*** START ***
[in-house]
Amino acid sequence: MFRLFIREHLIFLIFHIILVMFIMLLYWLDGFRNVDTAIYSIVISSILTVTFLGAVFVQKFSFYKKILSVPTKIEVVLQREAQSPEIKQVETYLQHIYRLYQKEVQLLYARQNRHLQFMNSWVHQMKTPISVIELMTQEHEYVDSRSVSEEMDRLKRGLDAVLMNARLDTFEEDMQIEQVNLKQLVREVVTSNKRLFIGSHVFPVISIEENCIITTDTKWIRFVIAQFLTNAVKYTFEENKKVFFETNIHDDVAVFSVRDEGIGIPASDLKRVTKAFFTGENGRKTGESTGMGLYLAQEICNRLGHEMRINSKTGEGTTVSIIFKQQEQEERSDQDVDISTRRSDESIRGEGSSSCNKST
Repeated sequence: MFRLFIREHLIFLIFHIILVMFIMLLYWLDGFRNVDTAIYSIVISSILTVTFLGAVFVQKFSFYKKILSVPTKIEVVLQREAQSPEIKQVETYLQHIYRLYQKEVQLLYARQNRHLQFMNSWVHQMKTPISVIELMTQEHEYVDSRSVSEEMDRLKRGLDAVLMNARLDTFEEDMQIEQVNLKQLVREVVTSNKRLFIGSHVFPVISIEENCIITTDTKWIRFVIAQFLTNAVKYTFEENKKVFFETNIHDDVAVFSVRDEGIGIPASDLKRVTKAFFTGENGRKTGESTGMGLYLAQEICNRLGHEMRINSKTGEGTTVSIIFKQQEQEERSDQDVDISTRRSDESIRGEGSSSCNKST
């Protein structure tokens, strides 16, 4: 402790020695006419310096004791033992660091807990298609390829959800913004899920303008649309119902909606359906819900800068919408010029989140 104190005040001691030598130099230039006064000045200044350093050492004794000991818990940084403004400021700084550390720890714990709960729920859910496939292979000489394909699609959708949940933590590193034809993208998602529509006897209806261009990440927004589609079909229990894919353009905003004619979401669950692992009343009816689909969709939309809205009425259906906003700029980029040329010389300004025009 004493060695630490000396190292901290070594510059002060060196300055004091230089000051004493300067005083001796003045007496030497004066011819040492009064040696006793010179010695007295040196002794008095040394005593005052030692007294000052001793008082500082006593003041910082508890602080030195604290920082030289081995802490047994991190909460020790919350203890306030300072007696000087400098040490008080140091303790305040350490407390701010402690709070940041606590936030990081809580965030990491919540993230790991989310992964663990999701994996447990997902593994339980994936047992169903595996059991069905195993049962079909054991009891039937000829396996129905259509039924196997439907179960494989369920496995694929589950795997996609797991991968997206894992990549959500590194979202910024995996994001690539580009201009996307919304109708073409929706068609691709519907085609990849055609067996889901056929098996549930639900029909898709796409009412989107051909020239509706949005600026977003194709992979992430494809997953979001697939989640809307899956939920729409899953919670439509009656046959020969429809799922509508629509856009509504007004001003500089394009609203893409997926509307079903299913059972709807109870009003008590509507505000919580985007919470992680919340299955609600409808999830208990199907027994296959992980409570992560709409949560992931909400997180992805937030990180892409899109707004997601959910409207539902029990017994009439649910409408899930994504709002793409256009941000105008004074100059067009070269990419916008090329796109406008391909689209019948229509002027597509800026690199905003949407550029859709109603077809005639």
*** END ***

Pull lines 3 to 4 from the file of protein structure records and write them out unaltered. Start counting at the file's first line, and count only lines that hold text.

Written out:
Repeated sequence: MFRLFIREHLIFLIFHIILVMFIMLLYWLDGFRNVDTAIYSIVISSILTVTFLGAVFVQKFSFYKKILSVPTKIEVVLQREAQSPEIKQVETYLQHIYRLYQKEVQLLYARQNRHLQFMNSWVHQMKTPISVIELMTQEHEYVDSRSVSEEMDRLKRGLDAVLMNARLDTFEEDMQIEQVNLKQLVREVVTSNKRLFIGSHVFPVISIEENCIITTDTKWIRFVIAQFLTNAVKYTFEENKKVFFETNIHDDVAVFSVRDEGIGIPASDLKRVTKAFFTGENGRKTGESTGMGLYLAQEICNRLGHEMRINSKTGEGTTVSIIFKQQEQEERSDQDVDISTRRSDESIRGEGSSSCNKST
């Protein structure tokens, strides 16, 4: 402790020695006419310096004791033992660091807990298609390829959800913004899920303008649309119902909606359906819900800068919408010029989140 104190005040001691030598130099230039006064000045200044350093050492004794000991818990940084403004400021700084550390720890714990709960729920859910496939292979000489394909699609959708949940933590590193034809993208998602529509006897209806261009990440927004589609079909229990894919353009905003004619979401669950692992009343009816689909969709939309809205009425259906906003700029980029040329010389300004025009 004493060695630490000396190292901290070594510059002060060196300055004091230089000051004493300067005083001796003045007496030497004066011819040492009064040696006793010179010695007295040196002794008095040394005593005052030692007294000052001793008082500082006593003041910082508890602080030195604290920082030289081995802490047994991190909460020790919350203890306030300072007696000087400098040490008080140091303790305040350490407390701010402690709070940041606590936030990081809580965030990491919540993230790991989310992964663990999701994996447990997902593994339980994936047992169903595996059991069905195993049962079909054991009891039937000829396996129905259509039924196997439907179960494989369920496995694929589950795997996609797991991968997206894992990549959500590194979202910024995996994001690539580009201009996307919304109708073409929706068609691709519907085609990849055609067996889901056929098996549930639900029909898709796409009412989107051909020239509706949005600026977003194709992979992430494809997953979001697939989640809307899956939920729409899953919670439509009656046959020969429809799922509508629509856009509504007004001003500089394009609203893409997926509307079903299913059972709807109870009003008590509507505000919580985007919470992680919340299955609600409808999830208990199907027994296959992980409570992560709409949560992931909400997180992805937030990180892409899109707004997601959910409207539902029990017994009439649910409408899930994504709002793409256009941000105008004074100059067009070269990419916008090329796109406008391909689209019948229509002027597509800026690199905003949407550029859709109603077809005639």